Odd, I didn't see anything amiss

Story: Leap second: Linux can freezeTotal Replies: 10
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Jul 03, 2012
8:27 PM EDT
We've got about 50 linux servers running here and the only indication I had of the leap second affair was a line of dmesg output:

Clock: inserting leap second 23:59:60 UTC

Jul 03, 2012
9:35 PM EDT
Modern kernels have fixed this. It's mainly old kernels that have a problem.

Jul 03, 2012
10:42 PM EDT
> Modern kernels have fixed this. It's mainly old kernels that have a problem.

Wrong. You have to read the update/follow up article , http://www.h-online.com/open/news/item/Leap-second-bug-in-Li... and check out esp. the link to the LKML. https://lkml.org/lkml/2012/7/1/27 et seq.

This issue appeaers to affect vulnerable syste running kernels >= 2.6.22. A fix has been proposed, and patches should appear before the next leap second is due (1 Jan 2014).

There has been some confusion with bugs found and patched following previous leap-seconds. The commercial distros have presumeably been keeping their customers advised; e.g. http://www.novell.com/support/kb/doc.php?id=7010351


Jul 03, 2012
11:17 PM EDT
We must not have had any apps using futexes -

Jul 04, 2012
12:35 AM EDT
I think you had to be running ntp.

Jul 04, 2012
2:51 PM EDT
Yes, all our linux servers run ntp, and so do my desktops - I consider that a pretty basic linux housekeeping task.

Jul 04, 2012
3:48 PM EDT
I can't explain it. I suspended my desktop system overnight, resumed it the next day. By the evening, running Chrome or Firefox caused both CPU cores to hit 100%. Quitting and restarting the apps had no effect. I shut down that night. Turned on the next day, all was fine.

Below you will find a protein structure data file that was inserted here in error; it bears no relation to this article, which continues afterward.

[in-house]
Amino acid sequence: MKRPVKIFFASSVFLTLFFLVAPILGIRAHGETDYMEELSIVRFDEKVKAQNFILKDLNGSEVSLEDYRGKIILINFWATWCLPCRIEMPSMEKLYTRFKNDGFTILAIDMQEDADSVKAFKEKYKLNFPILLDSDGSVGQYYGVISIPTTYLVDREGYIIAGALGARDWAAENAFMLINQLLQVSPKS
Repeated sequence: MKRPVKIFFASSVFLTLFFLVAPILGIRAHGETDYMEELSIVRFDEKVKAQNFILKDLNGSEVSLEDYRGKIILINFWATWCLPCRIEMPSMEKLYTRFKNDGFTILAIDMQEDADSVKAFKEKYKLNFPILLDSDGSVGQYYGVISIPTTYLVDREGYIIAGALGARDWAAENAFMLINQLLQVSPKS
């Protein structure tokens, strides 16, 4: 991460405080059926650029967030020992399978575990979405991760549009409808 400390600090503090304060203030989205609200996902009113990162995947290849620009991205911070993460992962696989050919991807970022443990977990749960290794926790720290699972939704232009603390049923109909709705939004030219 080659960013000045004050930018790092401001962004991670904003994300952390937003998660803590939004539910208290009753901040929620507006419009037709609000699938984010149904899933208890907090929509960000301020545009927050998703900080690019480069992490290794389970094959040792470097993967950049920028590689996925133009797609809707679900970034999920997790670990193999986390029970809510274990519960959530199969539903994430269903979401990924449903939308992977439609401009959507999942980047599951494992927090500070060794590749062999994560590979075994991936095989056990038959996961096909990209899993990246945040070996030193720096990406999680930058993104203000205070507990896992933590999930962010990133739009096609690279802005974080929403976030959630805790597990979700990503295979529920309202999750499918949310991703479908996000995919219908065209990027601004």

Jul 04, 2012
5:34 PM EDT
Hmmm, does that also explain why XFterm causes X to increase CPU load? No futexes involved, AFAIK.

Jul 05, 2012
9:37 AM EDT
Wouldn't the usual cron/anachron job for syncing with time servers fix something like this? After all, that typically re-sets the time...

Jul 14, 2012
9:59 AM EDT
as i understand it, no, because a leap second means the day has in fact an extra second, so if you need to accurately measure something that crosses a leapsecond boundary, just resetting the time based on the timeserver would give you the wrong results (off by one second). therefore the leapsecond needs to be correctly inserted, and it is that insertion that triggers the bug.

of course for the rest of us who don't need that accuracy, just resetting the time would work, and that is also the workaround (if i understood it correctly): undo the insertion of a leapsecond, and let the timeserver fix the time.

greetings, eMBee.

Jul 14, 2012
10:16 AM EDT
I had this problem on one of my servers. I have not fixed/updated the kernel, but simply re-syncing the clock seemed to do the trick.

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